Rural round-up

23/07/2021

Urban dwellers lack of knowledge of the work farmers do for the environment distressing – Jacqueline Rowarth:

A rat race is an endless, self-defeating, or pointless pursuit. The term was coined in the early 1930s, but in Alice Through the Looking Glass, published in the early 1870s, Lewis Carroll had the Red Queen tell Alice that “here it takes all the running you can do to keep in the same place. If you want to get somewhere else, you must run twice as fast as that”.

That is the point of the “howl of a protest” that was made by the convoy of tractors, utes and dogs last week.

Farmers were expressing frustration at the deluge of regulations and paperwork.

The work they do for the environment is being overlooked. . . 

Full of pride for mother in ute with dogs – Anna Campbell:

Climate change is a global problem, a problem shared and a problem far bigger than New Zealand politics.

Climate change is a problem that the majority of farmers recognise, one in which many are adapting to daily in dealing with the increasing numbers of droughts and floods. Farmers are improving their environments by changing their farming practices, whether that be fencing waterways, developing Land and Environmental Plans, planting trees or altering winter grazing practices. Change on-farm is happening at a significant scale across the country.

On Friday morning, I was worried about the Groundswell farmer protest, I was worried that it would look like farmers were trying to shirk their responsibility and avoid change, despite what they are already doing and despite their plans for doing more. I was worried farmers would look like rednecks and I was worried about the ever-increasing rural-urban chasm. Let’s not call this a divide any more.

On Friday, I apprehensively left my centrally heated office to stand in the Octagon and lend my support to the protest — who knew Otago had so many farmers? . . 

This might have been our first successful farmer protest – Craig Hickman:

I’ve never made a secret of the fact I’m no fan of farmer protests; there had never been a successful one in my living memory and there has been a tendency recently for them to backfire and paint farmers in a bad light, usually as ignorant racist misogynists.

People fondly recall Shane Ardern driving his tractor up the steps of Parliament in 2003 to defeat the proposed “Fart Tax”. They point to this as an example of a resounding success.

I don’t know how you measure success, and sure the Government of the day appeared to back down, but there’s the small issue that the protest didn’t actually work. While farmers weren’t asked to pay for emissions research via taxation, our industry bodies agreed to pay for it via levies instead, with the Government reserving the right to reconsider the tax should payments ever stop.

Not only is it difficult to measure whether a protest has been successful, they can be harmful too. . .

Grimes’ grouches with the effects of govt policies on Kiwis’ wellbeing may sting more than the Groundswell protest – Point of Order:

The  Ardern  government may  have been  stirred,  but  it  wasn’t  shaken,    by  the  nationwide protest  by  farmers  last  Friday.  And no matter how  far  the protest may have  turned   heads   in  the  rest  of  the  population,   it  leaves  farmers  no  further   advanced  in  persuading  ministers  to  modify  or  revise  the  policies  which  their  action targeted.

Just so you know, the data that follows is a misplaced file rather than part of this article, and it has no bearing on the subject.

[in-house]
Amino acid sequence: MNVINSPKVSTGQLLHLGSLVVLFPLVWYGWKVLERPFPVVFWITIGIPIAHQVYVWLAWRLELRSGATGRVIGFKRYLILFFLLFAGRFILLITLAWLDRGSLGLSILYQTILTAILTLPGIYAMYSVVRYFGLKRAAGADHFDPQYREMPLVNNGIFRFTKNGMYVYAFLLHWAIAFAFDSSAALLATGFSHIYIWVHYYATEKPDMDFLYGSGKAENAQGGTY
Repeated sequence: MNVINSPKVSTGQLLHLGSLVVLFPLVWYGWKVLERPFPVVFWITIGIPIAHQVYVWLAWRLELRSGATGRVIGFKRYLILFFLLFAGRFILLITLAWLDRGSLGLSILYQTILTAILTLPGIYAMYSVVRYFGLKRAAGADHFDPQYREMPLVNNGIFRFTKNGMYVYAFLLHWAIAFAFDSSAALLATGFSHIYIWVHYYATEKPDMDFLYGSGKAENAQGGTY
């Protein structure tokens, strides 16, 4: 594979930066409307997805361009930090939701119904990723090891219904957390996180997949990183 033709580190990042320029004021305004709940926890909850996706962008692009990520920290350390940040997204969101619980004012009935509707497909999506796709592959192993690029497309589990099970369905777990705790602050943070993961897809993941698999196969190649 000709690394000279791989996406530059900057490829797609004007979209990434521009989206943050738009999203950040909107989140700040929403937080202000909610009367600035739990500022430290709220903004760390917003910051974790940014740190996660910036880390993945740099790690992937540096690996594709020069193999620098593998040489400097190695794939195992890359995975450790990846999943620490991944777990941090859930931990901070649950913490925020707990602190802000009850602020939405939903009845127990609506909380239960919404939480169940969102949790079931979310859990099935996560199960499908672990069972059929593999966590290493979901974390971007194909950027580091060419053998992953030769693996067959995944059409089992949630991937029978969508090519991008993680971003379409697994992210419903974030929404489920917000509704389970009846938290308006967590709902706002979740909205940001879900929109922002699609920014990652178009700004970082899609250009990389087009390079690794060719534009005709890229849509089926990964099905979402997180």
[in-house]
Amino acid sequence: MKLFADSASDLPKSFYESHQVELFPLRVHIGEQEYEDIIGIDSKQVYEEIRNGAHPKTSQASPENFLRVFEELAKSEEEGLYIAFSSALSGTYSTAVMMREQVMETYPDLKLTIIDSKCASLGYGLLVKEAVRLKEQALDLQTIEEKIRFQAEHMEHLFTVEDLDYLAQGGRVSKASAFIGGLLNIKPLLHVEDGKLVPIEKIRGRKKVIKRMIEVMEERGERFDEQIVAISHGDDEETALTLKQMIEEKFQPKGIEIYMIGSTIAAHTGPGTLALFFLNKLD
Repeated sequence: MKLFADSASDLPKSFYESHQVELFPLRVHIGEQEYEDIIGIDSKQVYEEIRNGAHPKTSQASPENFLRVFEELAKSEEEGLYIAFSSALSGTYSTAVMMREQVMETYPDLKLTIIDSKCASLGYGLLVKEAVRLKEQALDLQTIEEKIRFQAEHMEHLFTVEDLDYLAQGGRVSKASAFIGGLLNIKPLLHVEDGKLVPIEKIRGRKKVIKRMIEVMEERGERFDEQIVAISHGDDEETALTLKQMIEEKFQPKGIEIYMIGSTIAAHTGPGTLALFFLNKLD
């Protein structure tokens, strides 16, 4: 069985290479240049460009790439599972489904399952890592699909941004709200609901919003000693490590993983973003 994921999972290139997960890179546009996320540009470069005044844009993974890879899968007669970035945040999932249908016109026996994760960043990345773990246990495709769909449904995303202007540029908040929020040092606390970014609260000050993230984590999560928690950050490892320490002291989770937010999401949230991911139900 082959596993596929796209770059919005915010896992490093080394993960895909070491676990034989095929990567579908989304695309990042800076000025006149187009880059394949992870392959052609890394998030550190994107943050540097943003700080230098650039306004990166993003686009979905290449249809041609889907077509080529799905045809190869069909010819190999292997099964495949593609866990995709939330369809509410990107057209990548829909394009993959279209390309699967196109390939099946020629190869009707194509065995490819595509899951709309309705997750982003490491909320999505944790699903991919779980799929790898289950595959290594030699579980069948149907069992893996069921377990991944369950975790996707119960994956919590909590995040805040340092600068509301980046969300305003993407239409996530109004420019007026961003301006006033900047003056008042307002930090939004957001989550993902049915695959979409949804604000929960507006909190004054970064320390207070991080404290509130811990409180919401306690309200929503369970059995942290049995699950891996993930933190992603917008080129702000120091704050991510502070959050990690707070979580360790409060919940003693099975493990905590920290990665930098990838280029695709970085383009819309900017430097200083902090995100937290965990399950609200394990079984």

So  if  ministers  won’t  back  down  on their  environmental reforms or their climate change  policies,  where   can  the  farmers  go?  Parade  through  Wellington  to  Parliament?   Mount a 24-hour  vigil  in  Parliament  Grounds?

So  far  there has  been   silence  from the  originators   of  the   Groundswell  and if  there  is  a  new  sense of  unity  in  the  rural regions,   it   has yet  to  be  channelled into the  kind  of  pressure that   automatically  achieves  change. . . 

The little-known world of sheep and beef by-products and co-products:

There’s more to beef and lamb than steaks and Sunday Roasts

When you think about meat processing it would be no surprise that the first output you thought about, was food. But what happens to the rest of the carcass? The parts that are not suitable or desired for consumption? That is where byproducts and co-products come in.

Referred to in the industry as the ‘fifth quarter’ co-products (materials intended for human consumption) and byproducts (materials that can be edible and non-edible) are valuable and account for over half of a carcass. These co-products extract maximum value and minimise waste.

With new technology and innovation, the use and application of co-products are constantly developing across a range of industries. Where once tallow was used for soap and candle making, now it is being converted to create a biofuel that burns cleaner and reduces emissions. . . 

Talk of the Town: How country mums are using social media to shift from the good paddock – Samantha Townsend:

Mum, I don’t want to be mean but I reckon that (weight loss program) will really benefit you. You are like really beautiful but you have a big bottom”.

That’s what my eight-year-old daughter told me at the start of this year while watching television one night.

Now I’ve certainly been in a good paddock and I can’t blame my kids anymore, it’s been six years since nappies.

But it made me think about the power of advertising and social media, and how it influences our lives these days. . .


Rural round-up

22/07/2021

Groundswell staying mum on future – Gerald Piddock: